Bp. Mark J. Seitz Chrism Mass 2016
March 21, 2016
We use blest oil a lot in the Church. Most of the time it seems like a pretty innocuous action. Often it’s even hard to see where the oil was placed. But that isn’t always the case. Sometimes oil can become a weapon. I know of a bishop who always wants an open container of it for Confirmations. No cotton, please. Sometimes the oil placed upon the forehead seems to find its way down the bridge of the nose. I’m sure it plays havoc with makeup.
Of course bishops are not simply putting fear into the hearts of Confirmandi; sometimes it is the newly minted bishop that may have the most to fear. In the name of a fuller symbol that fragrant oil of Chrism is poured on the head of the newly ordained—and that psalm about the “oil running down the beard of Aaron” is literally experienced. Of course it’s not only running down the beard. It is running down the glasses, into the eyes, down the back, etc. Just try reading the Missal with that Chrism in your eyes!
But, of course, the holy oil used in any Sacrament: Baptism, Confirmation, Anointing of the Sick or Holy Orders should have an impact. It is, as is the case with every Sacramental Sign, a visible sign of an invisible grace, an invisible power, transforming the lives of those who are anointed.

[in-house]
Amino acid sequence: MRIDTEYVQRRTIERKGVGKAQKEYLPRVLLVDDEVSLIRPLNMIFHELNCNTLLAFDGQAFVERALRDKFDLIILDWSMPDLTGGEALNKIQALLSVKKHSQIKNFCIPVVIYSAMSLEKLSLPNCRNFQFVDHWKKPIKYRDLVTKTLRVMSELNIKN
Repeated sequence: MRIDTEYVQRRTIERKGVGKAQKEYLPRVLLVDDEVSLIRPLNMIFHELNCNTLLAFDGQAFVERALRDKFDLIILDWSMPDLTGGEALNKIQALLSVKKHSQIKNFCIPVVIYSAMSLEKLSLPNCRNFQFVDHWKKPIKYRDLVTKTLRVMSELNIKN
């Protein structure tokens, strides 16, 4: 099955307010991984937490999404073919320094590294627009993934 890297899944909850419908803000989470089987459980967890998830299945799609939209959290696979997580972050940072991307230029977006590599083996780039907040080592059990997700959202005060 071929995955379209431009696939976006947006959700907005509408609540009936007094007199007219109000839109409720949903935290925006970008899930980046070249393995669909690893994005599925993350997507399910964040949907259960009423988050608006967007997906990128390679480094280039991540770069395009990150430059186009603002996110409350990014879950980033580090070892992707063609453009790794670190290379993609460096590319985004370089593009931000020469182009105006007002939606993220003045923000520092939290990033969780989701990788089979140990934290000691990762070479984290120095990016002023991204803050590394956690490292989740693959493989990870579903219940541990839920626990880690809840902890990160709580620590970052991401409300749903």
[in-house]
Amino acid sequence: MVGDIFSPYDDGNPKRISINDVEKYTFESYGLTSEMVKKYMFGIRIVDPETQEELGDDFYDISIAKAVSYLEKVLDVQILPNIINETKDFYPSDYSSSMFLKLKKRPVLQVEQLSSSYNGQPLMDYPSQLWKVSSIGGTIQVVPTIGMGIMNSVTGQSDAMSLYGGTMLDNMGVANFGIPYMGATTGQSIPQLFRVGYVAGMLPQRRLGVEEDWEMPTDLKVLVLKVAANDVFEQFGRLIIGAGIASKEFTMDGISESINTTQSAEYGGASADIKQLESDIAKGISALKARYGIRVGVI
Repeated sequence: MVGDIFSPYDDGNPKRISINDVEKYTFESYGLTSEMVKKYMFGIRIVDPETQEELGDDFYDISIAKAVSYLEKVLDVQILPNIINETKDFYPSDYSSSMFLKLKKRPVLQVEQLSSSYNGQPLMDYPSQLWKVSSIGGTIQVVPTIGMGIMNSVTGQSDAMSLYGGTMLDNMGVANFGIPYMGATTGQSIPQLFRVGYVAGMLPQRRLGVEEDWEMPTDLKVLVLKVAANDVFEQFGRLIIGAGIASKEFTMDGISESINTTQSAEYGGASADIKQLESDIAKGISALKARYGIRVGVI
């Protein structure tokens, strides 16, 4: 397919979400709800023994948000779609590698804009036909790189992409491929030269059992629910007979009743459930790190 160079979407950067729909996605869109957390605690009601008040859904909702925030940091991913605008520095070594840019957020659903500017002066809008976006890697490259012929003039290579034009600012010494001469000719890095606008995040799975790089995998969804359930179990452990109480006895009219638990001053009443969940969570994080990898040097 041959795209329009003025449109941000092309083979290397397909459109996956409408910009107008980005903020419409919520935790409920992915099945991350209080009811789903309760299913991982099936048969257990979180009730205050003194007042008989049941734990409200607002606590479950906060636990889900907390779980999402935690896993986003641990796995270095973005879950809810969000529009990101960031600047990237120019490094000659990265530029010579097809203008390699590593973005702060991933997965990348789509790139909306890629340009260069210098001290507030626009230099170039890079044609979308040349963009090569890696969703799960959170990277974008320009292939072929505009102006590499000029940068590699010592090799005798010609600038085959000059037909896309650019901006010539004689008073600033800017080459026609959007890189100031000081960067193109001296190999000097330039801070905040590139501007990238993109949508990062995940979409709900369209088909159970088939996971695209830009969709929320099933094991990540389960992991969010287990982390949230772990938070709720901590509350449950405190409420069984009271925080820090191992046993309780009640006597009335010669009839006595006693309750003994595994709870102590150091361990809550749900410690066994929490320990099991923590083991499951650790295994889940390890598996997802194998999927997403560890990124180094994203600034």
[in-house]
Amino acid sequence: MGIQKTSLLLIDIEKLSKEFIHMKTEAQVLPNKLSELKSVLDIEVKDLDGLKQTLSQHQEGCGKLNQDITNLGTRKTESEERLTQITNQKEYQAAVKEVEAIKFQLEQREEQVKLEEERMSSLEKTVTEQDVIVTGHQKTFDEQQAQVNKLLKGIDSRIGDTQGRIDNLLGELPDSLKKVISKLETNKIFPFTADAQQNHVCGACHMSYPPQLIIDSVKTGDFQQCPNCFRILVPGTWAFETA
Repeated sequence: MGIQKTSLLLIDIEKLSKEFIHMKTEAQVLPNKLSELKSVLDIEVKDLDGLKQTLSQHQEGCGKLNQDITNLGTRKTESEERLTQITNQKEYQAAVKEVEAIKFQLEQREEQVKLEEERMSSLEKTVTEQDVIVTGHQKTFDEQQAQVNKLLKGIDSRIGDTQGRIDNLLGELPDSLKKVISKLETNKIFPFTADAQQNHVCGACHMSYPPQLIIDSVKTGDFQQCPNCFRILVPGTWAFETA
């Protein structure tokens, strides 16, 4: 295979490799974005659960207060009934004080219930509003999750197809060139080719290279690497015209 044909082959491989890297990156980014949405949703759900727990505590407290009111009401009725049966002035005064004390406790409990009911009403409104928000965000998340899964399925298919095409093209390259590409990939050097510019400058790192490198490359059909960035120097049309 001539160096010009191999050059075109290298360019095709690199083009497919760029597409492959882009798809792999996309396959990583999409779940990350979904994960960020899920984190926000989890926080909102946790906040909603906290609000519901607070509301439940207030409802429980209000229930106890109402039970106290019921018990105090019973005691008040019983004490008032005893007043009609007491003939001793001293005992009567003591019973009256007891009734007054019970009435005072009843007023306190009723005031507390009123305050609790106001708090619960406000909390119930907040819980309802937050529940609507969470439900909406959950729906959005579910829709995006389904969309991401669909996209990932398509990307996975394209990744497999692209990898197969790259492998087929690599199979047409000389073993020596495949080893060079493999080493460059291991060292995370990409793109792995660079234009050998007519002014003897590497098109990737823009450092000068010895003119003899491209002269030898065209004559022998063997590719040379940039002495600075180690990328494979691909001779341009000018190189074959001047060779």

This is true of every Sacrament, but because of the special focus of this night, permit me to focus on what the oil of Chrism helps effect in Holy Orders, when it is used for the Ordination of priests and bishops. Oil effectively communicates what it symbolizes. It seeps into every nook and cranny, every pore. The sweet perfume of the Chrism also permeates. It fills the room with its fragrance. Thus is the effect of the Spirit upon those who are anointed. “The Spirit of the Lord is upon me because he has anointed me.”
We have among us here tonight this great brotherhood of priests who serve the Diocese of El Paso. Considering the number of people they are called to serve they are few in number. But consider for a moment the incredible impact that they have upon our lives and upon the lives of the multitudes that they serve. They are weak human beings with the same struggles as everyone here, but they are men who have consecrated their lives to God’s service. Because of their call and their anointing they have set aside the opportunity to enjoy even certain natural goods, like marriage, for the sake of this radical dedication to building the Kingdom of God.
Who among us have not been touched by their ministry? Who has not been moved by the example of their generosity? Who has not found it more possible to accept the sacrifices you have been called to make as you witnessed theirs?
Our Holy Father has called us to get back to ideals of Gospel simplicity, of radical commitment to serve the neediest among us even at the cost of our own comfort. He has challenged all the baptized but in a particular way he has called on bishops and priests to return to the fundamentals of their call in imitation of Christ and his disciples.